OASIS Mailing List ArchivesView the OASIS mailing list archive below
or browse/search using MarkMail.


Help: OASIS Mailing Lists Help | MarkMail Help

xliff message

[Date Prev] | [Thread Prev] | [Thread Next] | [Date Next] -- [Date Index] | [Thread Index] | [Elist Home]

Subject: RE: [xliff] Current XLIFF schema. Converting XHTML to XLIFF.

Yves and others,

It seems to me that there are really two distinct XML vocabularies.

1) XLIFF which is the structure or framework used to transport the content.
This part is really the interchange file format. It is extensible with
optional "any" attribute and elements allowed throughout the structure as
long as the namespace is different. Here the specification acknowledges that
it does not cover all possible uses for XLIFF. Even though XLIFF is for
interchange between disparate systems, it allows for system-specific
extensions that survive the round-trip.

2) The second vocabulary is for the content itself. This specification is
closed and minimalistic. It does not include extensibility, presumably
because the content editors are implemented only for the small set of
placeholder tags. This also implies that new tags cannot be added to the
specification without causing problems to the editors. It appears to me that
this part of the specification is very similar to the TMX tags for content.

This is my mental model of how the translation process works. My background
is as a user of translation services, not a provider. As I see it, the XLIFF
data will be passed to an XML processor to extract the <source> and pass it
to an editor for translation. That editor is not completely XLIFF aware, but
knows only the few tags allowed within <source> and <target> elements, for
example, <g> and <ph>. Once the translation is done, the content is
re-packaged by an XML processor to return the XLIFF data back to the

XLIFF data <---->  XML processor extracts content <----> content translation
(allows only a few tags)

Please let me know if I am misunderstanding it.

To convert any XHTML tag to <g> or other appropriate XLIFF tag, the values
for the 'ctype' attribute would have to be either open-ended, allowing any
value, for example, ctype="textarea" or have a predefined value, like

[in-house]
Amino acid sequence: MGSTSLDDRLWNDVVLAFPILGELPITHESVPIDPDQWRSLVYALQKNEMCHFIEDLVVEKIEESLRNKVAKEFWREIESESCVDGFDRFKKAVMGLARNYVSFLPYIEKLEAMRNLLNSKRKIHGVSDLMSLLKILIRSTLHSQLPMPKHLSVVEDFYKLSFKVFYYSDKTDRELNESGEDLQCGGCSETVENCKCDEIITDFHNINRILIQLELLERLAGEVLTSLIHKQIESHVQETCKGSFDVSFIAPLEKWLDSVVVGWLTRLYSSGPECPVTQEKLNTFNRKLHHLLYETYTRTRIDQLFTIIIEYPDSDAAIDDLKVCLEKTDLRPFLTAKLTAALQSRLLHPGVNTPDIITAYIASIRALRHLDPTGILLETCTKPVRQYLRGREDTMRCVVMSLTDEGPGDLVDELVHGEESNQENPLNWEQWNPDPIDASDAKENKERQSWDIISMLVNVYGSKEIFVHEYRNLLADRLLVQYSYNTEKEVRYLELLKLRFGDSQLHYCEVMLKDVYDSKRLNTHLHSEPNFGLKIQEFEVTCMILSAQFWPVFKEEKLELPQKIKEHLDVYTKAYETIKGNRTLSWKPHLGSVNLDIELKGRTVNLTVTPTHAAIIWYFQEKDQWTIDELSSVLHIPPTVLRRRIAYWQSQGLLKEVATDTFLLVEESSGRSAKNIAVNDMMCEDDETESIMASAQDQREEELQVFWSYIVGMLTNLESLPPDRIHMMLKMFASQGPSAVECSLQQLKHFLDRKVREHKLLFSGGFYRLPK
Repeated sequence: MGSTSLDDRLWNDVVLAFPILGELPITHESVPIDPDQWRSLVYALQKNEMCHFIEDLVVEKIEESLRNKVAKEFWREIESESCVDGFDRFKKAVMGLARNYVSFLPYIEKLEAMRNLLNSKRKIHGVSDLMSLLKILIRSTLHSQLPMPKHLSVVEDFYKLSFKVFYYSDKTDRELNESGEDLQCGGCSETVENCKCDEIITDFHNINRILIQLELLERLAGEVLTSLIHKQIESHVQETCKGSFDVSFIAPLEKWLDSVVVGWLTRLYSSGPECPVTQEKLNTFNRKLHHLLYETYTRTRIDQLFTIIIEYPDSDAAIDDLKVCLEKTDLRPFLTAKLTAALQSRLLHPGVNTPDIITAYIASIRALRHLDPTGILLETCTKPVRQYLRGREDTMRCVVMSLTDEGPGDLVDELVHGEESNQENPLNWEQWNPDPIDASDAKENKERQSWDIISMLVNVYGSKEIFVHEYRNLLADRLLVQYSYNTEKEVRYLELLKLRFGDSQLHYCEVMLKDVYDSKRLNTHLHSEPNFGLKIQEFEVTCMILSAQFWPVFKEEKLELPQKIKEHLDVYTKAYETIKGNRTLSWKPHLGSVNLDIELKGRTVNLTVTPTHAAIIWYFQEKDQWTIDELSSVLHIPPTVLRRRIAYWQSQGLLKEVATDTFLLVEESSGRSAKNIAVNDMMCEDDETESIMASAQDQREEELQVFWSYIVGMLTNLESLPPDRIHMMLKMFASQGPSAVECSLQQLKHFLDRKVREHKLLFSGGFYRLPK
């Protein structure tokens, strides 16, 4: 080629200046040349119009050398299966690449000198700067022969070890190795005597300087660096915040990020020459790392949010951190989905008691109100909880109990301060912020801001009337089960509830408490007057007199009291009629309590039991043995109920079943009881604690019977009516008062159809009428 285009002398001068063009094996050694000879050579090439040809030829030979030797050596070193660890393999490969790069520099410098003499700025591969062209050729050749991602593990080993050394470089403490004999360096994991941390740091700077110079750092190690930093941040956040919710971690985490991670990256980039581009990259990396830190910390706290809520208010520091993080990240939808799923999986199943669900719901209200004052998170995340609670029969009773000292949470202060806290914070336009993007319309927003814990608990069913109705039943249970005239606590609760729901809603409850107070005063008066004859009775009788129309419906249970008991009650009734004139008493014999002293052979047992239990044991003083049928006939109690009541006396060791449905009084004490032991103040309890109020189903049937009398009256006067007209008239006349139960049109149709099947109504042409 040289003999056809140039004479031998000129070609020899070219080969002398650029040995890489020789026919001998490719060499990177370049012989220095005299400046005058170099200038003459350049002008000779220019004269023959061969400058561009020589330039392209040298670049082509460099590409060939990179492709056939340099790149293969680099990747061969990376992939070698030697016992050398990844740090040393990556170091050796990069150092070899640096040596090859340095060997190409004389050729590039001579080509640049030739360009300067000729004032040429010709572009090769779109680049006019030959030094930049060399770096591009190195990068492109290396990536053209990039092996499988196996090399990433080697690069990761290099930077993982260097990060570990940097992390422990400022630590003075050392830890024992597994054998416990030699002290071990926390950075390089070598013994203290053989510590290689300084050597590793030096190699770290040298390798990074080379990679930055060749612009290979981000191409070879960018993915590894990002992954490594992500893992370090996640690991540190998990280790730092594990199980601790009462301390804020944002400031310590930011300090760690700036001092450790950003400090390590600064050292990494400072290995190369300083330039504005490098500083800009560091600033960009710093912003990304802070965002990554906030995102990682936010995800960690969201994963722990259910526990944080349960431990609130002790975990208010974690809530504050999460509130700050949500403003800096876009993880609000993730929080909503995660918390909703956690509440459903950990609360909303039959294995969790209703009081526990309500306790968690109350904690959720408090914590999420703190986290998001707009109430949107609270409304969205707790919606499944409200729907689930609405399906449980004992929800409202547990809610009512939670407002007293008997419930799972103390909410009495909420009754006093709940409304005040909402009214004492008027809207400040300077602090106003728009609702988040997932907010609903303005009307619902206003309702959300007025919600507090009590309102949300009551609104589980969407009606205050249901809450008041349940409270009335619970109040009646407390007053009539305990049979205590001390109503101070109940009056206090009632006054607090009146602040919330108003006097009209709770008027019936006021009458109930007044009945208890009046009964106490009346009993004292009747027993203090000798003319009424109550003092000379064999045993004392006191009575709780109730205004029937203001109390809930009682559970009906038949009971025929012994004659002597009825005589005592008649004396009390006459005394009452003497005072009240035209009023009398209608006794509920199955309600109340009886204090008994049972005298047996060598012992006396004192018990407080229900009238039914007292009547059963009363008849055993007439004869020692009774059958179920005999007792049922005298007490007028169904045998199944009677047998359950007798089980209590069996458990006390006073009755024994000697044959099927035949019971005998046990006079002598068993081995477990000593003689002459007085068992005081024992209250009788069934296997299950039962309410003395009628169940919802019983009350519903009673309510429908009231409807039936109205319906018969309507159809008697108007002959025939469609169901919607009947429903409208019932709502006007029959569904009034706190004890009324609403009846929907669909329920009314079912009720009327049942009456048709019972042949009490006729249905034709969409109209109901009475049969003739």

"other", that would be generic. For example, I would need to convert XHTML
paragraphs (<P>) and tables (<TABLE><TBODY><TR><TD>) to <xlf:g> elements.

This is how I converted hyperlinks (A) and images (IMG) to XLIFF.

<xlf:source>Enter the body text of your <xlf:g ctype="link"
id="IDA5A4R">XHTML</xlf:g> document here <xlf:g ctype="image"
<xlf:prop-group name="IDA5A4R">
	<xlf:prop prop-type="tag">
		<a href="http://www.w3.org/xhtml"; target="_self" title="eXtensible
<xlf:prop-group name="IDAGB4R">
	<xlf:prop prop-type="tag">
		<img src="fig1.gif" alt="fig one" width="11" height="21"

Now that prop-group and prop are deprecated, I would use a custom namespace
element instead, for example:

<xlf:source>Enter the body text of your <xlf:g ctype="link"
id="IDA5A4R">XHTML</xlf:g> document here <xlf:g ctype="image"
<my:tag name="IDA5A4R">
	<a href="http://www.w3.org/xhtml"; target="_self" title="eXtensible
<my:tag name="IDAGB4R">
	<img src="fig1.gif" alt="fig one" width="11" height="21"

The <my:tag> elements store the original tag name and attributes. BTW, the
id values were automatically generated in an XSLT using the XPath function

Does this conform with the basic principle behind tagging content?

On a slightly different topic, I also have a proprietary vocabulary that I
use in the original XHTML document to indicate which parts should be
extracted to an XLIFF document for translation. The original XHTML document
is essentially an XLIFF skeleton (skl) file. I know there has been some
discussion of putting XLIFF tags into XHTML documents, but I did not see how
to apply them, so I can up with my own. I only needed two tags: <skl:text>
and <skl:block>. Each has a required 'id' attribute, which must be unique.
This would seem to be a third XLIFF vocabulary that applies to skeleton
files that are XML compliant.